Workers started dismantling Notre-Dame's grand organ on Monday in the hopes that experts can restore it in time for the fifth anniversary of the devastating fire that severely damaged the Paris cathedral.

The organ — the biggest musical instrument in France — was not burned by the flames that destroyed the cathedral's roof and spire on April 15, 2019. But it was covered in soot and damaged by humidity.

"It is an absolute miracle that it has survived. An organ like this is enormous and looks indestructible, but it is actually very fragile," Olivier Latry, one of Notre-Dame's official organ players, told Europe 1 radio.

The mammoth task of dismantling, cleaning and re-assembling the precious instrument started Monday and is expected to last nearly four years.

Workers will dismantle its five keyboards, pedalboard and the 109 stop knobs that control airflow to its 8,000 pipes, some as high as 10 metres. The pieces will be placed in special containers inside the huge cathedral, where the cleaning and restoration will take place.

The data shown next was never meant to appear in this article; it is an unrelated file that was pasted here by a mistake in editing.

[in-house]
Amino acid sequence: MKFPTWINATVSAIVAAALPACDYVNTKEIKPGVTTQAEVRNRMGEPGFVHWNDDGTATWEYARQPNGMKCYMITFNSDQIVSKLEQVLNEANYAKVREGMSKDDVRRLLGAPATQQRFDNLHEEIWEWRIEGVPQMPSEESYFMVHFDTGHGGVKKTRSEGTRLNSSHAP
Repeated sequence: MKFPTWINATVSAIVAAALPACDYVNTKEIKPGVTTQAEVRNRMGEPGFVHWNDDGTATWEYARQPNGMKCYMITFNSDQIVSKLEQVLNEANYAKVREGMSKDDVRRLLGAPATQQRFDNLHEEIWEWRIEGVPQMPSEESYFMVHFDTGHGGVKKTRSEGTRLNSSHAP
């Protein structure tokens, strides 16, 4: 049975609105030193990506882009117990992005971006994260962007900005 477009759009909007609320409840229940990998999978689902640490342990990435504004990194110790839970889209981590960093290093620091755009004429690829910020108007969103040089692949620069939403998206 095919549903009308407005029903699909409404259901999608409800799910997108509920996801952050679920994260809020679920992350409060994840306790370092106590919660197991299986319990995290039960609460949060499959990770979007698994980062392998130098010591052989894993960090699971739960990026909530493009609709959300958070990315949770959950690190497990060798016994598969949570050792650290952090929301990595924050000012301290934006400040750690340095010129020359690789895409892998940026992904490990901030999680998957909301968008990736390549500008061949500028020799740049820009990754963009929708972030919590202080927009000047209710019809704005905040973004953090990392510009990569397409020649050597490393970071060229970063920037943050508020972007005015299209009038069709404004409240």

The organ, which sits under the Gothic cathedral's huge rose window, was completed in 1867, shortly after the spire, which crashed through the roof during the fire.

"We can't wait for Notre-Dame and the organ to be restored. There is some kind of magic between this instrument and the place ... it makes the stones sing," Philippe Lefebvre, another cathedral organist, told TF1 television.

President Emmanuel Macron promised after the fire to rebuild Notre-Dame within five years, a target many architects say is unrealistic.

Church officials also hope Notre-Dame will be open for Mass by 2024, when Paris is due to host the Olympic Games.

However, it has taken more than a year to clear out dangerous lead residue along with scaffolding that had been in place before the fire for a previous renovation effort. Reconstruction of the landmark has yet to begin.